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Text by Mike                Photos by Bill              Bill is available for slide presentations on his trip
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I have been wanting to do a story on Bill's travel's to Vietnam since last September. Bill had phoned me and left a message on my machine that he was giving a slide presentation on his trip at Cat's Impetuous Books in Kent.
I have know Bill Arthrell for almost 30 years. We met when I was a new freshman at Kent State in the Fall of 1970, only 5 and a half months after the murder of the 4 students. We marched together and demonstrated together at Kent State and in D.C. Bill is one of only  two individuals from my freshman days that I still see on a regular basis.
However, he lives in Oberlin and I in Kent and we didn't get to see each other that often. So I jumped at the chance to  go see him and hear about his exploits. Bill is a great story teller. His trip to Vietnam was not his first overseas excursion. Kendra and I have been entertained many a time by his whimsical tales of travel throughout the world. Now don't misunderstand me. Even a dry rendering of Bill's exploits would thrill the average individual. Bill just doesn't go somewhere and let fate happen to him. He molds it and guides it and challenges it. We were not disappointed on listening to his   presentation on his Vietnam tip at Cats.

It so happened that I had been looking for individuals to submit personal stories to this website  about how May 4, 1970 at Kent State had personally effected their lives

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Bill helping out in the rice fields on his way to My Lai, Vietnam

And, of course, Bill's trip to Vietnam would never have happened if not for Bill being at Kent State on  May 4, 1970  and having been fired on by the Ohio National Guard.
Well, due to events beyond our control,  illness and the weather, we were only able to meet 3 times in the 7 months, the latest being just one week ago on April 6 when I began to construct these pages. So I apologize for whatever consequences arise out of my need to get this up as soon as possible.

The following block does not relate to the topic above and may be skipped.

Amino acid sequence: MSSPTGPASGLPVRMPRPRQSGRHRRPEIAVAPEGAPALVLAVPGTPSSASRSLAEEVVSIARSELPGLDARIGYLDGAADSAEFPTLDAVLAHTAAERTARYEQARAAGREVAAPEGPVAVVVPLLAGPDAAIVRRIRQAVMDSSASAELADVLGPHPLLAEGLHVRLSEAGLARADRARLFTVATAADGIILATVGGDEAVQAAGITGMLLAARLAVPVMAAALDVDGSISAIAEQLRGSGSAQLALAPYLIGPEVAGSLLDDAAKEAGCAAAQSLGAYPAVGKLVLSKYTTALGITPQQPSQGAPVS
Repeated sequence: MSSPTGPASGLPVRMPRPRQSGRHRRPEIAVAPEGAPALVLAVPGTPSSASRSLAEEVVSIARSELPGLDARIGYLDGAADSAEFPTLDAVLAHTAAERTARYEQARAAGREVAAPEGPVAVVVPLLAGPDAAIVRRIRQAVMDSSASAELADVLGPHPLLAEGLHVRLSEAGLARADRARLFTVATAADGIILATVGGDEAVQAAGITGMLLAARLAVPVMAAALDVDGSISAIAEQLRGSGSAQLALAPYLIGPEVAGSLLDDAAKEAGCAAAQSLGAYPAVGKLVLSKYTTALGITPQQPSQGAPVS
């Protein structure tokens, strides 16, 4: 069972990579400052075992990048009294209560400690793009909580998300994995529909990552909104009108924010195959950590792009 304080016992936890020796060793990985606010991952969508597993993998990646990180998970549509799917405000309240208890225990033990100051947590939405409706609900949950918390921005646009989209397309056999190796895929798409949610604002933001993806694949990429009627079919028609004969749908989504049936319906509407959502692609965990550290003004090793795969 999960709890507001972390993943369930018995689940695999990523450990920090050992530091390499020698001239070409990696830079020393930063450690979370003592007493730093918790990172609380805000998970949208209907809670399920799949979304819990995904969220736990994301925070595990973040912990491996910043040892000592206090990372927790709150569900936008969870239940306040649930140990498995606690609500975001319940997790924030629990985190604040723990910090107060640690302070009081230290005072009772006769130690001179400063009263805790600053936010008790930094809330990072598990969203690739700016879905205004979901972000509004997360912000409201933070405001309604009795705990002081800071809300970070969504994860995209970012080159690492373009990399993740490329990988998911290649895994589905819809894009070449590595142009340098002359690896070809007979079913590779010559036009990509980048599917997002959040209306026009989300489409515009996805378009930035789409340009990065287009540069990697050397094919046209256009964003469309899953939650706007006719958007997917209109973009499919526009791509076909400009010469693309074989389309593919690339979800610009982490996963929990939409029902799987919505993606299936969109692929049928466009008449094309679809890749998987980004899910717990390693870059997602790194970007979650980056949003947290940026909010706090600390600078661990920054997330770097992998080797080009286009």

Bill was a sophomore history major in May of 1970 and had been active in Kent State's antiwar movement.  He is probably best known for his famous (or infamous)   "napalming of the dog" incident on April 22, 1970. Needless to say, there was NO napalming of a dog nor had Bill ever planned for there to be one.  However, according the The Daily Kent Stater on April 23, 1970, "members of the Animal Protective League stood close by." For the Stater's full article on the "incident" click HERE.
Bill was one of 25 individuals present on campus on May 4, 1970, indicted by a Portage County Grand Jury for alleged acts of inciting riot and other such nonsense. (Charges against Bill and most of the 25 were dropped.)This grand jury also exonerated the killers and blamed the victims for their own deaths. Bill was also a member of Tent City for those 62 days of struggle in an attempt to prevent the KSU administration from abusing  and altering the site where the May 4 murders were concocted and carried out.
You can also read an article written by Bill on the Gym Struggle in this web site. Bill is also a poet and an author. He has written numerous articles about his experiences on May 4, 1970 and at Tent City. Bill has a chapter in Scott Bill's, Kent State/May 4-Echoes Though A Decade (see our resource page) and has written  and edited books of poetry. Link here for a poem Bill had published in A Gathering of Poets, a collection of poems about Kent and Jackson State (also listed on our resource page.)

The genesis for Bill's Guilt Trip (a title, I might add,  embraced by Bill) actually began about 10 years before Bill "returned" to Vietnam. Bill had embarked on a trip around the world, of which one segment found him living in Thailand for a year. It was while in Southeast Asia that Bill began to feel a need to deal with his feelings about what had been done to the people of Vietnam by his countrymen in what the Vietnamese refer to as the American War. This was a war that had cost the lives of over 3 million human beings, mostly Vietnamese but also the lives Allison, Bill, Sandy and Jeffrey, classmates of Bill's at Kent State. It was a war which had "come home" to Kent State, and thrust Bill and hundreds of others at Kent State onto the front lines. Sixty-two seconds of gunfire...but a lifetime of emotional consequences.
According to Bill, his stay in Thailand "unearthed a lot of unsettling feelings I wasn't even aware of about  Kent State and about Vietnam that still were embedded in the pit of my stomach." At that time Bill had a Cambodian girlfriend and he even  attempted to apologize to her for the U.S. invasion of Cambodia in 1970 (which precipitated the tragedy at Kent State.)

The longer he stayed in Thailand the more these demon's surfaced and more Bill became affected by them. However at this time Bill feelings were mixed. "When I lived in Thailand, I was really afraid to go and confront  that [his feelings abut the war]. I wasn't ready for it psychologically. And it took me 10 years to even go back to Thailand after I lived there."

Bill returned to Southeast Asia in the summer of 1998 and spent 3  agonizing weeks in Laos and Thailand before finally getting on a plane and flying to Ho Chi Minh City (formerly Saigon). While on the plane Bill began a poem which he finished about two days into his trip. It too is entitled Guilt Trip and will take you into a Vietnam that is as old as Bill's memories of the American War and as new and fresh as his experiences on the ground in a reunited Vietnam.

Go to Guilt Trip the poem

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